2, Institute for Sustainable Systems Engineering (INATECH), Albert-Ludwigs-University Freiburg, Freiburg, , Germany
Diamond nanoparticles (DNPs) are exciting candidates for various applications ranging from lubrication, semiconductor quantum dots, drug delivery, through globular protein mimics and reflectors for low-energy neutrons, to nucleation sites for chemical vapor deposition (CVD) of nanocrystalline diamond (NCD) films. For both biological applications using colloidal suspensions of DNPs and nanostructural applications based on solid-state substrate-supported DNP systems, a major drawback of DNPs is their tendency to form large, tightly bound aggregates. Since the technology to obtain monodisperse colloidal DNPs, having a narrow distribution of particle sizes centered on the core particle size (3 - 5 nm), was established in the first decade of the 21th century, the biological applications using colloidal DNPs have rapidly progressed. Such ideal colloidal DNPs have directly been used in a technique called electrostatic self-assembly for nanostructural applications based on solid-state substrate-supported DNP systems. However, the sizes of the electrostatically self-assembled DNPs on substrate surfaces were typically much larger than the core particle size.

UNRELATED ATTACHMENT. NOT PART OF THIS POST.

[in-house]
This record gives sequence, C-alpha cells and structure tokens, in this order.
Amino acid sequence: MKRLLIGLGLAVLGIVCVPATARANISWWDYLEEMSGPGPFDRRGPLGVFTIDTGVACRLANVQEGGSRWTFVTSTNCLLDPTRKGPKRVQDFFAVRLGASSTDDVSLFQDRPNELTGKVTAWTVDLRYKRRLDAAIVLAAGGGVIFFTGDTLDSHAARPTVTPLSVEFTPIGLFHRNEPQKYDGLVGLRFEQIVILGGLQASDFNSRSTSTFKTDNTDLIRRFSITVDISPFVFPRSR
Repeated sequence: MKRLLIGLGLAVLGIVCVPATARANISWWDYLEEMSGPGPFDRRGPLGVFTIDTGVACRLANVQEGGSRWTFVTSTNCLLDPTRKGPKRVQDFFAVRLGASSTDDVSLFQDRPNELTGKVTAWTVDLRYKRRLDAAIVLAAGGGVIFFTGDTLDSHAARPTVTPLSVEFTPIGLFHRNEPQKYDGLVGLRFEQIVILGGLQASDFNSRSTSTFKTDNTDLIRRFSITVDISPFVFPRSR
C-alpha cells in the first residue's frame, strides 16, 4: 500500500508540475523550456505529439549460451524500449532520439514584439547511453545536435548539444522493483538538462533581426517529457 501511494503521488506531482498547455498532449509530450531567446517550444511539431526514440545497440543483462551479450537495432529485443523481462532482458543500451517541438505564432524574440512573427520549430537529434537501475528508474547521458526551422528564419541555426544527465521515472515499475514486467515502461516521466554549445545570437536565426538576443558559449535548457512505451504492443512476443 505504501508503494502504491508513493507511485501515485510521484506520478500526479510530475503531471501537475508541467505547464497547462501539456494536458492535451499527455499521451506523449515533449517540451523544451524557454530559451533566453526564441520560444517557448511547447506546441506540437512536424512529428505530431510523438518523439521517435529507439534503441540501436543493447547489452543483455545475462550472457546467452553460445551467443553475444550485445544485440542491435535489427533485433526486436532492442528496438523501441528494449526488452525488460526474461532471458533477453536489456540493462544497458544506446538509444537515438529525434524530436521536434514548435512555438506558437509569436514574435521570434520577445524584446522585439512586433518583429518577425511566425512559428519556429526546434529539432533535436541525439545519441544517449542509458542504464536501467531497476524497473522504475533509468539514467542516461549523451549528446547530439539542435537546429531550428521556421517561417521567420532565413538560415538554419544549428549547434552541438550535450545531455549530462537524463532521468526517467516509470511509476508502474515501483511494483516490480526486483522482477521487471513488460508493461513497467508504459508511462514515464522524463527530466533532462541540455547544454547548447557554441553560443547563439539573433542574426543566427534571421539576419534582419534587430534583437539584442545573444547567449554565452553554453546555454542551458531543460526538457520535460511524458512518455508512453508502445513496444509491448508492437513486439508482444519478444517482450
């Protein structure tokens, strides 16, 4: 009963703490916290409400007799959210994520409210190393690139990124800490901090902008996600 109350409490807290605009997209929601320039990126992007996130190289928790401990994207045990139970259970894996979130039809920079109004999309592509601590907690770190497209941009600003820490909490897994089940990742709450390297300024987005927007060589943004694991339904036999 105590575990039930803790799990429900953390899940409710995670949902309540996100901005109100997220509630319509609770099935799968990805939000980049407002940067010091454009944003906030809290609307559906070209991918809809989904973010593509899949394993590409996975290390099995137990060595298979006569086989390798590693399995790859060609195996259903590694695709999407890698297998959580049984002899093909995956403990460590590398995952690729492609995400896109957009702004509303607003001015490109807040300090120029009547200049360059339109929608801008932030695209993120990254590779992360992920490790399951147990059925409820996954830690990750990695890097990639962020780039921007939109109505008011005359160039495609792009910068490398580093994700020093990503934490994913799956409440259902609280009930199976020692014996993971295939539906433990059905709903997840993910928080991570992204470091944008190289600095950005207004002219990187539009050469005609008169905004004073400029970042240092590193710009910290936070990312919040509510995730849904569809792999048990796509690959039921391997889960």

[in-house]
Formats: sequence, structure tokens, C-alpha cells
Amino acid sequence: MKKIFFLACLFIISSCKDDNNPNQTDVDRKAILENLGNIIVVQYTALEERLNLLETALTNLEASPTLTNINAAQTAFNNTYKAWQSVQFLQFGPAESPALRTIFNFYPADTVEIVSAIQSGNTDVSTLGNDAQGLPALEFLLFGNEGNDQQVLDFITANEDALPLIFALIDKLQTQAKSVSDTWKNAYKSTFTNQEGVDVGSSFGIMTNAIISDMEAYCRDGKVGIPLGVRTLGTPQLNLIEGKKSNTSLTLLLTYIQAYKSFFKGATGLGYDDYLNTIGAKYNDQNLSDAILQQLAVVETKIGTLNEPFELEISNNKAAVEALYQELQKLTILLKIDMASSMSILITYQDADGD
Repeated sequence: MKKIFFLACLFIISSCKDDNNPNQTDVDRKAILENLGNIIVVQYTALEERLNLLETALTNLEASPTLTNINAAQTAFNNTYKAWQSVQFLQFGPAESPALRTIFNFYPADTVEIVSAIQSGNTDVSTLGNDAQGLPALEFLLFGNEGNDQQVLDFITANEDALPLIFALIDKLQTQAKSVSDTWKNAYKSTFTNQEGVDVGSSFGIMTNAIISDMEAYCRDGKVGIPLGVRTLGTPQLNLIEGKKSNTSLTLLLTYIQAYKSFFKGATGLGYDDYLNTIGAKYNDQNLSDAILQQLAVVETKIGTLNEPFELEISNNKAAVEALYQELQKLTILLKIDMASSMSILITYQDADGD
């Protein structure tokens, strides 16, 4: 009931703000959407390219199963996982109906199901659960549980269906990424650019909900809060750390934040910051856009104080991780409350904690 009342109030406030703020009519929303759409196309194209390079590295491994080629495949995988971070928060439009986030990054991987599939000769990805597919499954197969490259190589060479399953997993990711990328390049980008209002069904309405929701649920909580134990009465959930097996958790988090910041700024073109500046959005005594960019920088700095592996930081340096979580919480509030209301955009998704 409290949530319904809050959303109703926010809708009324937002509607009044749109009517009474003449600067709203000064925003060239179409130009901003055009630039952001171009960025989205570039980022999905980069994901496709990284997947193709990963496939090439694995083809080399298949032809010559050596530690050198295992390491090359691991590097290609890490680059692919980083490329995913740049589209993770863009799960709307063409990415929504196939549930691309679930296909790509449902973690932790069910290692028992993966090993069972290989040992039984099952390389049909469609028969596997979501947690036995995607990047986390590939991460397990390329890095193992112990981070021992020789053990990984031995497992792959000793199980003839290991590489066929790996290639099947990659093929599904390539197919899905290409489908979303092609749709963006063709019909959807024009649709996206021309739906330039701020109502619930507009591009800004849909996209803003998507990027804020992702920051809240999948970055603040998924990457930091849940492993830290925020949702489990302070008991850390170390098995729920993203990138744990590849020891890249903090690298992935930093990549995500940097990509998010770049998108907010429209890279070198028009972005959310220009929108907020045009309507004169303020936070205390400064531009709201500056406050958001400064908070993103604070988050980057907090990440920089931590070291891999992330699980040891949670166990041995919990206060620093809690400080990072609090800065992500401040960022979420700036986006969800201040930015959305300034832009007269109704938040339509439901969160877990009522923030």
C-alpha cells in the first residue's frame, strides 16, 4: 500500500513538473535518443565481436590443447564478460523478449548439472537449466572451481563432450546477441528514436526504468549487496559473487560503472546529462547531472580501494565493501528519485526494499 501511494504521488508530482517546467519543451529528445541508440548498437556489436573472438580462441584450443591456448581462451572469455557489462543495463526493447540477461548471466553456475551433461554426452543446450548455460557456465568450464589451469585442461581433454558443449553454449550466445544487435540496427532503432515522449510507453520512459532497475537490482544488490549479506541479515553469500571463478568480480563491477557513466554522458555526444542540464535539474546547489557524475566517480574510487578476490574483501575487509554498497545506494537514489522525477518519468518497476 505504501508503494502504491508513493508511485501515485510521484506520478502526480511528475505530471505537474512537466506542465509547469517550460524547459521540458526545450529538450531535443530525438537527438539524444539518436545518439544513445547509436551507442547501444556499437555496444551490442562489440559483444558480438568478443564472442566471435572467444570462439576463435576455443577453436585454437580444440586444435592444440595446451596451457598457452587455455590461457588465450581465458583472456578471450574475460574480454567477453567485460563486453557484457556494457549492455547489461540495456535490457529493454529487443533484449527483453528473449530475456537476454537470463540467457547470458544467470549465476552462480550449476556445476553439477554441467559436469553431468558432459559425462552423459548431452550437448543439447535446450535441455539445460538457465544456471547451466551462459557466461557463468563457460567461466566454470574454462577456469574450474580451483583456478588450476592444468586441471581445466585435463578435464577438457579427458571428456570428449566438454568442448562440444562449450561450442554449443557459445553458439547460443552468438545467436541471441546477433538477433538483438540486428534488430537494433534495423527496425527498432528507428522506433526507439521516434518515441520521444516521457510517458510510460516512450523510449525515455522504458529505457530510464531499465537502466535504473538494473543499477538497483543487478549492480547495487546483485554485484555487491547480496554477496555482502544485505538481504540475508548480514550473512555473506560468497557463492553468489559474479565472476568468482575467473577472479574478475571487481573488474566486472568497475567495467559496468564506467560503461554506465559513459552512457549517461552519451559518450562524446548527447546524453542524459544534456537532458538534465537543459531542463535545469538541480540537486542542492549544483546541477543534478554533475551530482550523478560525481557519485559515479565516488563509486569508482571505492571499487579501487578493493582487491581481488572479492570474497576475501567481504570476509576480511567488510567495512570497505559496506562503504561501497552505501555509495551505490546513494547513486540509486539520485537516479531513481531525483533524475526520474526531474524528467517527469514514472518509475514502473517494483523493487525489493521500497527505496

In this talk, the conventional electrostatic self-assembly, which was realized via the control of pH in the colloidal solutions and zeta potentials of DNPs and substrate surfaces, is firstly overviewed. The electrostatic self-assembly of non-aggregated DNPs onto substrate surfaces is then demonstrated by modifying the salt concentration in colloidal DNP solutions. Several salt concentrations of colloidal DNPs were prepared using KCl and were examined with respect to electrostatic self-assembly. In addition, the interaction energies between DNPs in each of the examined colloidal suspensions were considered on the basis of the DLVO theory. To further investigate the interaction between DNPs and SiO2 surfaces in each of the examined colloidal suspensions, NCD-coated silica micro spheres attached to tipless cantilevers (k = 0.03 N/m) were fabricated, which readily allow probing the force interactions of diamond with different substrate materials by means of force spectroscopy. As a result of these measurements, it was clarified that the salt concentration of 1.0×10–3 M drastically suppresses the re-aggregation of the DNPs during the electrostatic self-assembly onto SiO2 surfaces and results in a successful formation of non-aggregated DNPs (5.6 nm in average size) on SiO2 surfaces.
In the end, this salt-assisted electrostatic self-assembly was applied for the CVD of ultra-thin NCD films on Si substrates. Aside from the developed electrostatic self-assembly technique, suitable conditions of CVD were identified to promote rapid coalescence of NCD grains. Consequently, ~ 10 nm thick continuous NCD films, containing an extremely low density of pinholes, were successfully obtained and completely pinhole-free ~ 30 nm thick NCD films became reliably accessible via the salt-assisted electrostatic self-assembly.